The first step in getting over the “bragging” aspect of marketing yourself is to understand that all of the best job interviews turn into conversations, rather than simple Q&As. This should come as a bit of a relief, since that establishes equal footing in terms of the focus of the conversation. The company representatives have to convince you that their workplace would be a good fit as much as you do, so come prepared with questions you want answered.

But beyond the questions, make sure that you’ve studied up on the company itself. The easiest way to get lost in the shuffle is to give a cookie-cutter interview, so make sure that you’ve done your research and understand how you can contribute to the company at large, not just the position to which you’re applying.

Choose your stories in advance

“Show, don’t tell” is a familiar trope among writers, and for good reason. The same goes for any job interview: It’s a lot more convincing to demonstrate how you excelled at something than to simply tell someone that you’re good at it.

Since you already did your market research in step one above, come prepared with two to three stories that show your best traits as a worker. It might be worthwhile to think ahead and choose one story where you overcame an unforeseen problem and worked well under pressure, and another where you went above and beyond to deliver more than just the assigned task. Think of hard and soft skills and come up with demonstrative examples of how you’ve honed them over time.


This is where the succinct aspect to your storytelling comes in. Even if you’ve already chosen the story you want to tell, it can easily get away from you if telling it for the first time during your job interview. To ensure that you’re getting to the point as quickly as possible, practice. And we aren’t just talking about writing down some ideas on an index card. Say it out loud in front of a mirror! You’ll find out very quickly what aspects of the story drag on and can be edited. Come up with four checkpoints and tick them off against your thumb to know where you are. When it’s showtime, you’ll be thankful that you did.

Finding yourself in need of some stories that demonstrate your best skills? It’s never too late to build on your resume by leveraging part-time, short-term job opportunities while you’re still in school. Check out the many available positions available on HireOwl today and get started!

An Introduction to Job Analysis for College Students

An Introduction to Job Analysis for College Students

Job analysis is a familiar term among HR professionals. Traditionally, it involves determining the responsibilities and necessary skills of a particular position within a company. As culture has increasingly become part of the workplace conversation, many HR specialists have included it in their job analyses as well. It all comes down to two main ideas: seeking specific traits in a candidate, and the specific duties that candidate will conduct when he or she is hired.

Though job analysis is typically conducted from within a company, it’s never too early to run your own type of job analysis as a college student. You may have an idea of what your dream job will be someday, but are you sure? What do you need to do to get there, succeed, and be promoted in the future?

How to run a job analysis for your dream position while you’re still in college

Start with the duties

It’s a simple question: What do you want to do every day? But the answer is rarely simple. Sometimes it’s easier to start with the big picture. Do you want to be creating something new? Even if you work as a sole contractor or freelancer, you will be fitting some need in a bigger machine. So what role is it that you want to play in the grander scheme of things?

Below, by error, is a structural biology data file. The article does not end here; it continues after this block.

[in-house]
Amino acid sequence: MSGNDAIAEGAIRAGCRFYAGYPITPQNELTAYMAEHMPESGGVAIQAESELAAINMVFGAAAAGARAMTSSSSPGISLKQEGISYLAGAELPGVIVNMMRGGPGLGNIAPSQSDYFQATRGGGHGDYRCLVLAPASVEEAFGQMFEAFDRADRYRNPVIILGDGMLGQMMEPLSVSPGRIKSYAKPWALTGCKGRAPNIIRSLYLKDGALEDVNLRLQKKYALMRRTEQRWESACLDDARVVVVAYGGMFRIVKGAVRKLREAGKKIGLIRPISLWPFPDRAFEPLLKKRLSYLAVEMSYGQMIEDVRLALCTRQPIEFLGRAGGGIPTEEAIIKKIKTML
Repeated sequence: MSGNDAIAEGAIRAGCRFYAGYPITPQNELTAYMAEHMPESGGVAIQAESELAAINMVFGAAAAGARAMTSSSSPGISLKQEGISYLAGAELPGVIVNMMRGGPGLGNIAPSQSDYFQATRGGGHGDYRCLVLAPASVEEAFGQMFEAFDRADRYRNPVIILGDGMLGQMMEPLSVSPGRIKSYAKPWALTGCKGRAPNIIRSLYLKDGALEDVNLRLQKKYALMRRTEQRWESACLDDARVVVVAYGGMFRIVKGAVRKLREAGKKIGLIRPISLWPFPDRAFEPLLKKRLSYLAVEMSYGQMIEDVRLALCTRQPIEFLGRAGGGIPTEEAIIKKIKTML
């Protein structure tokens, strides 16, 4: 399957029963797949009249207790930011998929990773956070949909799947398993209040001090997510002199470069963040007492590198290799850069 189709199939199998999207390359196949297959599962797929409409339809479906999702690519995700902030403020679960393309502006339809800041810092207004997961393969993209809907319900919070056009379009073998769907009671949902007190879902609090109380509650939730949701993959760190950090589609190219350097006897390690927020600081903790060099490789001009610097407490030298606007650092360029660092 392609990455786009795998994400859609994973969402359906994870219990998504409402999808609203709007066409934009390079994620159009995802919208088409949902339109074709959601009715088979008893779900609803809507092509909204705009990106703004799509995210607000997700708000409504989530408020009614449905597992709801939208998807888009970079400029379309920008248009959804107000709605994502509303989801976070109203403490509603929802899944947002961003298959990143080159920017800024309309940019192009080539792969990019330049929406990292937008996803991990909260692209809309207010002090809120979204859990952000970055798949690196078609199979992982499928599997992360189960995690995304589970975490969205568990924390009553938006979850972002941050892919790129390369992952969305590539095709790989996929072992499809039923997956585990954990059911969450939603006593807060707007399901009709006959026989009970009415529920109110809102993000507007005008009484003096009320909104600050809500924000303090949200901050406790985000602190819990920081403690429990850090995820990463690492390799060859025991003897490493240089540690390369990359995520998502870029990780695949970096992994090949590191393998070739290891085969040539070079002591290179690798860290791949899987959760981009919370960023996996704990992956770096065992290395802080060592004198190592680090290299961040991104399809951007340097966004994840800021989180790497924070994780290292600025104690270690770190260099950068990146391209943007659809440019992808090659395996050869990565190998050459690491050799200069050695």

As the bigger picture is beginning to form, turn to the anatomy of one workday. Perhaps you’d like to be out in the field, speaking with people and finding a solution to their needs, as a salesperson would. Or maybe you’d prefer to immerse yourself in a video-editing booth with little daily interaction with others. Do you want to be a part of a team? Do you want to travel? These are the sorts of questions that requiring answering before you move forward.

Make your skills fit the bill

You’ve identified what you’d like to do for your dream job. Now’s the time to consider what skills you need to acquire in order to be qualified for the position. But this also requires taking a step back. Chances are your dream job is not at the entry level, so think about where you need to begin. This might include anything from a graduate degree to building years of experience in a particular department.

Look at some of the job descriptions posted online for various companies to see what they ask for, and make a list of the overlapping traits they desire. If there’s anything you can start developing while you’re in school, take advantage of it. You may benefit from talking to a career advisor or a professor within a particular department who can answer any questions you have about the best way to move forward in skill building. It’s never too early to start!

Consider culture

Silicon Valley has done more to advance the modern workforce than simply creating the technology it uses. Its businesses have also done much to promote the discussion of company culture, from the all-in-one mentality at the Googleplex to the casual environment of Facebook. While this might not contribute to what you want to do every day, it will help you determine where you want to do it. Study up on various company cultures to see where you might be a good fit and have the opportunity to move up the ranks more swiftly.

Once you’ve narrowed down the field, HireOwl gives you the opportunity to double check your job analysis results. Sign up for short-term, part-time assignments that will give you a fresh look.